Six out of ten Scots say they would be prepared to pay more in tax if the cash raised went on improving public services or tackling inequality.
Research by polling company Survation found 60% said they would "personally be willing to pay more tax" - with only 15% opposed.
The research, carried out for campaigning organisation 38 Degrees, was released a week before finance secretary Derek Mackay will reveal his Budget plans for next year to the Scottish Parliament.
There is widespread speculation Mr Mackay will raise taxes for better-off Scots, using powers Holyrood has over income tax rates and bands.
Survation's research showed 61% are in favour of proposals which could raise £200m by raising taxes on higher earners while cutting the amount paid by lower-income Scots.
More than 16,000 people have signed a petition from 38 Degrees calling for such a change.
Gordon Maloney, a campaigner with the group in Scotland, said: "These results show the public have come down on the side of bold tax reform to help fund Scotland's public services.
"With the vast majority backing tax rises for better treatment in our hospitals, education for our children and a more equal society - and almost two in three Scots willing to personally pay more - the government has a mandate to be bold.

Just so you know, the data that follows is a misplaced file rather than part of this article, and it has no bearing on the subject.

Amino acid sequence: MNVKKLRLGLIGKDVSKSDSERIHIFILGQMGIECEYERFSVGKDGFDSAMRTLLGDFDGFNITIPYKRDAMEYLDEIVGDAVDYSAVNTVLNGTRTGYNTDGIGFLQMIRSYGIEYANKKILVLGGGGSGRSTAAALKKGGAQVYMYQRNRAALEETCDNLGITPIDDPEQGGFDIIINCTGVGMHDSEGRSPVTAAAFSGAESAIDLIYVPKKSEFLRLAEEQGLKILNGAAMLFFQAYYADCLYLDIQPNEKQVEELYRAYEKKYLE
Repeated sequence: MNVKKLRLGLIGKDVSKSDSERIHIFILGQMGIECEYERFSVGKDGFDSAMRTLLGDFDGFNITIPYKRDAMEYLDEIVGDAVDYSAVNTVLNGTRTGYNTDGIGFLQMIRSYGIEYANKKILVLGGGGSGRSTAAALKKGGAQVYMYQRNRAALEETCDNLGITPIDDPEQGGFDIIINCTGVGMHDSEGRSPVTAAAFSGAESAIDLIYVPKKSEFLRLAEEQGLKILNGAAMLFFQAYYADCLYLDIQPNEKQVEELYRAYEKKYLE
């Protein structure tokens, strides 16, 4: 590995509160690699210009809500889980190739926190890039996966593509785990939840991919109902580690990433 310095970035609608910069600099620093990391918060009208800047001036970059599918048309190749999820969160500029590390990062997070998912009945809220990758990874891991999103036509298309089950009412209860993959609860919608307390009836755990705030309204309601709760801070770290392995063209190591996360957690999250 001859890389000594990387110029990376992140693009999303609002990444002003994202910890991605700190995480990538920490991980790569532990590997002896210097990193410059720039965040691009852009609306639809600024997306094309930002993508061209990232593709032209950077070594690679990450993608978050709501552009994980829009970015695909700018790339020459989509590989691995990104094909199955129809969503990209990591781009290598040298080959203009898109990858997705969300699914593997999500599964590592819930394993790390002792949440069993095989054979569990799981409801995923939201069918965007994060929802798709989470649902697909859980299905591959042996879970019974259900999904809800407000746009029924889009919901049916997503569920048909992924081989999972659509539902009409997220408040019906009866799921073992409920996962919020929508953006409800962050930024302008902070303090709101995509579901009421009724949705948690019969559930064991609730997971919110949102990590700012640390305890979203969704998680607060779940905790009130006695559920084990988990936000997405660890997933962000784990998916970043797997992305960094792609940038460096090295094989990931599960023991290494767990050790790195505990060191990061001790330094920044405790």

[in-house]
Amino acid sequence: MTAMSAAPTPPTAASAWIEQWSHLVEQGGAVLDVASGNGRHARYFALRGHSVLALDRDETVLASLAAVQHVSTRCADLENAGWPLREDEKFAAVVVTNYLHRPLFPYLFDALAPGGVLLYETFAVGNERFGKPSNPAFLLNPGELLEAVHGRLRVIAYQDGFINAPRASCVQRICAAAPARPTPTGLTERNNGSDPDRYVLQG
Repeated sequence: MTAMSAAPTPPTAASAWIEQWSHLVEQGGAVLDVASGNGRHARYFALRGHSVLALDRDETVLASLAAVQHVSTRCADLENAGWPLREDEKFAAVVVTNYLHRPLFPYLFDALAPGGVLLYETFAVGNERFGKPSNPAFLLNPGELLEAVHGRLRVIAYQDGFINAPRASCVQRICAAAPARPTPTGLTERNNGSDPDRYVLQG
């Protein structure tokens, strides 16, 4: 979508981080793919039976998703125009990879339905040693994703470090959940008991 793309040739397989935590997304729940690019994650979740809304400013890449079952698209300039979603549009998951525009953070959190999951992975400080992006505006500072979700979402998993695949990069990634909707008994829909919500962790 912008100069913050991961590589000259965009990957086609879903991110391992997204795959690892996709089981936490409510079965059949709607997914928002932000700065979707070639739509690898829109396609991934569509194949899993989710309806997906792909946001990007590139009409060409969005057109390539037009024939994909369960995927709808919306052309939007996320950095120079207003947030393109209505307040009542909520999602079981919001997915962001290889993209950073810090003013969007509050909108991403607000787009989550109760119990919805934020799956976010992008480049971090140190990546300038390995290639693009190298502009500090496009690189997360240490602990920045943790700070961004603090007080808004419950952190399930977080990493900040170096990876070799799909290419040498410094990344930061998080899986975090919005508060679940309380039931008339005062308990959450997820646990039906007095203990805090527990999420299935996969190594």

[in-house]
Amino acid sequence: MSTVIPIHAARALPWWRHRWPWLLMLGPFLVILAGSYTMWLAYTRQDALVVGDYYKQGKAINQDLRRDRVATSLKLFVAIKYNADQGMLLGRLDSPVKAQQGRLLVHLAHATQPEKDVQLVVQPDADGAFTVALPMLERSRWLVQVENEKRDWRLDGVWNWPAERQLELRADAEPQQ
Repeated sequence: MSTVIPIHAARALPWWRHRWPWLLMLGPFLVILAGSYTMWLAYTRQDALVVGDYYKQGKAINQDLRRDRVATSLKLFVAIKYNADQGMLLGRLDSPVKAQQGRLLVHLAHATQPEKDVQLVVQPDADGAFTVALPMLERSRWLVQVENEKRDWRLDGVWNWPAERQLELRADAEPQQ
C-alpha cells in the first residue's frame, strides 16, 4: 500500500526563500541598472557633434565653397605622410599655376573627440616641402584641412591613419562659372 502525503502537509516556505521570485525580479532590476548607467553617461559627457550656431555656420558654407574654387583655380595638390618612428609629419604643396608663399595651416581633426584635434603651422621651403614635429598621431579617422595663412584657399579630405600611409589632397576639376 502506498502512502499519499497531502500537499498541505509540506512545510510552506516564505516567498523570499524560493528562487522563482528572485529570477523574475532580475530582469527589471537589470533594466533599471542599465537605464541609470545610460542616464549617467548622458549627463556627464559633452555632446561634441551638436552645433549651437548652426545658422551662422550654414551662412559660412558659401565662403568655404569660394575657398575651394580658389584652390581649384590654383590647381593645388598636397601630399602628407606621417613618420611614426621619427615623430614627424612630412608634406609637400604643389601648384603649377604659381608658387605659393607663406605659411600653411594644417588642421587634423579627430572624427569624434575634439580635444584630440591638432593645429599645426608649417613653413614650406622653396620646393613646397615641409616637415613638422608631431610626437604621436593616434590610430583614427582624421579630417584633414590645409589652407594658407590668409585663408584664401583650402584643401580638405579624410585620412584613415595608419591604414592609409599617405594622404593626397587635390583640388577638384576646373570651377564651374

"MSPs can either be ambitious on tax reform and receive the public's backing - or they can kowtow to the interests of the very richest."
A Scottish Government spokeswoman said: "The serious economic threat posed by Brexit, coupled with continuing UK Government austerity following the UK Government's budget earlier this week, means we are seeing increasing pressure on our public services, and the time is right for a discussion about how we protect these vital services.
"That is why we have started a conversation, including the publication of our discussion paper, to look at how best to use our income tax powers, with the principles of fairness and protecting those on the lowest incomes at the heart of our considerations.
"Following this careful and detailed discussion, we will publish a balanced package of tax and spending proposals as part of the draft budget on December 14."